Q. From your vantage point in the dugout, what do you think of (indiscernible) Major so far?

COACH MALONEY: I think he had three pitches for strike, and he has a power slider. Our guys were having trouble laying off it. His fastball he’s running at low 90s, up to 93.

I just thought he did a really good job. Our guys didn’t have an answer to that. We didn’t have a lot of good quality at-bats. Before that we had a lot. Even early in the game we had our moments where we hit a couple of liners to third, right off the bat. The third baseman made a great catch on Pelts to start the game.

And later on Justin Conant hit a liner to third. We strung those hits together, which was a real positive. Took the lead.

Shut-down innings we talk about all the time. There’s moments in a game where momentum really carries the game. And we had a shot — we pulled back. We got to a lead. And to West Virginia’s credit, like the boys said, they answered back. We weren’t able to shut them down.

We needed to shut them down at that moment. That was the moment of the game. And you have those, especially when you’re playing high-level baseball. There’s going to be a few moments where either a guy gets a timely hit, the pitcher makes the pitch at the right time. A player makes a play at the right time.

And if you miss those moments, the margins are so tight then the momentum shifts. That was our moment. We had a moment. We just didn’t finish it in that moment.

And to West Virginia’s credit they answered back like the guys did. We’ve done that all year. That’s why we’ve had a successful season is because our team has answered back many times over. Done it to other teams. We go it done to us today.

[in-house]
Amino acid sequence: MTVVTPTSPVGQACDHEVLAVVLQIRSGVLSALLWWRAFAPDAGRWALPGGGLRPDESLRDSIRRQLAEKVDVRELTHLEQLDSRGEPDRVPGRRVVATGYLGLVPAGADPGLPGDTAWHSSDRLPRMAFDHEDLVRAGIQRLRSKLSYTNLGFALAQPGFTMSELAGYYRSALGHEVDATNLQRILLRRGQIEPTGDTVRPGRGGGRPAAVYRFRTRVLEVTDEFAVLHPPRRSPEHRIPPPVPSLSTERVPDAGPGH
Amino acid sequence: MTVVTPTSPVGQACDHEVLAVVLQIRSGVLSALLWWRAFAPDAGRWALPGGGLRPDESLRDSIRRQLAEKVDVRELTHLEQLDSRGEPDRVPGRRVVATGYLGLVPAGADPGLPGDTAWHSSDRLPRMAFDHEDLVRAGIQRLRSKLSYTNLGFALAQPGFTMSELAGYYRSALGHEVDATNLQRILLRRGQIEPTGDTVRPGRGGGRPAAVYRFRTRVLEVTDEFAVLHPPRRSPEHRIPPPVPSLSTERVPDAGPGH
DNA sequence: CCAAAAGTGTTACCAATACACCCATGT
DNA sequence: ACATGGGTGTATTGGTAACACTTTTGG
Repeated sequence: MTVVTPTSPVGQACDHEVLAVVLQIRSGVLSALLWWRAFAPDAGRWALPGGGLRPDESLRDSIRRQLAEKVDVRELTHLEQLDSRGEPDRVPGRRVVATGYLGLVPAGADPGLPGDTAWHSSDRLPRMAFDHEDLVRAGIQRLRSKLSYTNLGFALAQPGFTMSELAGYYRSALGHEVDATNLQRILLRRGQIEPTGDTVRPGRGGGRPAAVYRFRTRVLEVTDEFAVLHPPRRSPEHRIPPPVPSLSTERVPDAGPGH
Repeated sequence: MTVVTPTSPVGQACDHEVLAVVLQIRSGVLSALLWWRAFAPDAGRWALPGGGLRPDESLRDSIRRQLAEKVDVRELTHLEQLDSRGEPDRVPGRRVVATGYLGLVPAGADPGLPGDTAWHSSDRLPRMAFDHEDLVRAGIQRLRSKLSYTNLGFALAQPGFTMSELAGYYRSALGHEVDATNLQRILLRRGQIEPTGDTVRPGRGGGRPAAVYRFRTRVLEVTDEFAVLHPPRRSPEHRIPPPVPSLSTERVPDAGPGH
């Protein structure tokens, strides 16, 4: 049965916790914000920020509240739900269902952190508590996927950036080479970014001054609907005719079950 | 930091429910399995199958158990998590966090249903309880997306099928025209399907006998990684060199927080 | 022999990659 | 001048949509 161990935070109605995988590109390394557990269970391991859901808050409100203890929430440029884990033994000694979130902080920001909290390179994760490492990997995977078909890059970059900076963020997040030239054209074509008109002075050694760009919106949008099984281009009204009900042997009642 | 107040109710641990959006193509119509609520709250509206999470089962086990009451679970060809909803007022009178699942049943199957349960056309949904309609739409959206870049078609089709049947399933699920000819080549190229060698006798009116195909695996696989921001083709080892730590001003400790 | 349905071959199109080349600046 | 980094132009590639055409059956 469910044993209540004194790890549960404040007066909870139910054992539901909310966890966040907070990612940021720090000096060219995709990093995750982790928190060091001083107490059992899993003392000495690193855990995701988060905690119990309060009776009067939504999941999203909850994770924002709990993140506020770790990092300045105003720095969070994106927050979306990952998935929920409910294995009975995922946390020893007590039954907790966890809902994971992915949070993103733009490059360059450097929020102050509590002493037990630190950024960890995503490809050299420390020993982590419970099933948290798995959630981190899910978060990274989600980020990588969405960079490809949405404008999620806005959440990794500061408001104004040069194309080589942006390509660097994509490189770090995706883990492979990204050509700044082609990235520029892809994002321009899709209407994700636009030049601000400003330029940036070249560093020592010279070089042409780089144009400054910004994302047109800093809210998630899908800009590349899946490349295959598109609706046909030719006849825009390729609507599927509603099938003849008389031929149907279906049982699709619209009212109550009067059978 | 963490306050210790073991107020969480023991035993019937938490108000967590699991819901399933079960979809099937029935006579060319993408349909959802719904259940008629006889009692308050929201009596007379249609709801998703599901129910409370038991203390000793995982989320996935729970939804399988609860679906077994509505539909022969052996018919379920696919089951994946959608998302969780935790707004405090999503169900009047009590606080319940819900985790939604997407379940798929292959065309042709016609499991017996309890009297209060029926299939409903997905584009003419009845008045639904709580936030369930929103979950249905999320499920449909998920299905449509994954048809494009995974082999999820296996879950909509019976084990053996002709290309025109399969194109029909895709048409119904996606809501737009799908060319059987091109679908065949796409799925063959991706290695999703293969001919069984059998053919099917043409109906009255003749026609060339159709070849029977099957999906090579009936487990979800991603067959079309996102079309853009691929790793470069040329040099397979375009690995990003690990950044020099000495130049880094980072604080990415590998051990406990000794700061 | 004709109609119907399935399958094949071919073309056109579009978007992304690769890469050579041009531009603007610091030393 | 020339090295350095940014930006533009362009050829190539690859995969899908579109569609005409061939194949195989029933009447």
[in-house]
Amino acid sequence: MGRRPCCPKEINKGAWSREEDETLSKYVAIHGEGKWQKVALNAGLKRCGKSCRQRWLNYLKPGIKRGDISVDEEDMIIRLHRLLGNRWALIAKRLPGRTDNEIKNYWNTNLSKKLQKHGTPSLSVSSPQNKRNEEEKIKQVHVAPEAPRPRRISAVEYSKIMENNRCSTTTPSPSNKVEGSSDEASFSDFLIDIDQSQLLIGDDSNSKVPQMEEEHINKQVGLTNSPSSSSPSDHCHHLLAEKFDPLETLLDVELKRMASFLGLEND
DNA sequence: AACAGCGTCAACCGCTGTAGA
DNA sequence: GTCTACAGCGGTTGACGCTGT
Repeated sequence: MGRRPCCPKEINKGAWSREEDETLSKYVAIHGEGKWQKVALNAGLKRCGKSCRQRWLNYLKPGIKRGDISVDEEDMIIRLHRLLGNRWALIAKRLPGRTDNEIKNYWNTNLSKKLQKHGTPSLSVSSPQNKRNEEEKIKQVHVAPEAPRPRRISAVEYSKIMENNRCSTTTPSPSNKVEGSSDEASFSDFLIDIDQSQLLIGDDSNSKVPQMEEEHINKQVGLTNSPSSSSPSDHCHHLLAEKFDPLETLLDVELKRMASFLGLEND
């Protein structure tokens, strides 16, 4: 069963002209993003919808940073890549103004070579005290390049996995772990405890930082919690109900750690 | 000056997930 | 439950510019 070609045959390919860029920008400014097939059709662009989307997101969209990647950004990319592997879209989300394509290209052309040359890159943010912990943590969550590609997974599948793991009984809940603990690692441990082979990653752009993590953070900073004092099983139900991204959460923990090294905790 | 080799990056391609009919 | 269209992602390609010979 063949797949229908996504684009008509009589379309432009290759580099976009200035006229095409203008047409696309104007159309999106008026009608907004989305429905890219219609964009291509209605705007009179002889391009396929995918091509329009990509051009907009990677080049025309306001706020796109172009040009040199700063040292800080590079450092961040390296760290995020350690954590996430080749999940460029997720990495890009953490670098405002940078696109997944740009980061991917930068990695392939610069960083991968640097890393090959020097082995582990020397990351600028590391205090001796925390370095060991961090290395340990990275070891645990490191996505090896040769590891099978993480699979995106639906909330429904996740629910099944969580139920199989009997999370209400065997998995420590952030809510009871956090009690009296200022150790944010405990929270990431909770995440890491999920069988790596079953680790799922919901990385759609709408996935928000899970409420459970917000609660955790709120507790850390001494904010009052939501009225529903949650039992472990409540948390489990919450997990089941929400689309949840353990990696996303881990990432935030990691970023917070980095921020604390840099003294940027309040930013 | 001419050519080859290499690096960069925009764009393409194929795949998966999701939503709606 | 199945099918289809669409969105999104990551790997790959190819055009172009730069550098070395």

Q. You talked a little bit yesterday about the first-rounders you’ve had, the success that the program has had. Yet Ryan Peltier is the first Gold Glove player in the history of the program. Probably just played his last collegiate game. What has he meant to the program and to you as a coach?

COACH MALONEY: Well, I would just say all these kids, we — pardon me. We run the program as family. So our culture is tight. It’s probably the strength of our program.

These are tears of joy, not of sadness. You ask kids to buy in. You ask them to give everything they have. You work with them every day. And it’s a result-driven industry. But at the same token, the real result is that, what you’ve just seen.

You saw a kid who came here as a shortstop. We change him into a third baseman. He works his tail off. First couple of years in his career has very limited success. Struggles hitting, is an average fielder, but he keeps grinding it out. We keep working, spending all this time together.

So the infielder — I coach the infielders, so it’s a little different because you get to spend so much time with them. And the passion that I had as a fielder and the coaches I had before me, I try to give that to these kids. And they buy in.

And Ryan, to his credit, developed into this fabulous player. He deserves a shot to play at the next level. But to watch a kid grow from where we get them to where they are now as an older player and to have success like he’s had, it’s extra special.

That’s why you coach. You coach for the relationships. I understand that you’ve got to win and all that — and we’ve won our fair share. But the joy of coaching is seeing guys develop. Seeing them realize their goals. Seeing them develop as great teammates.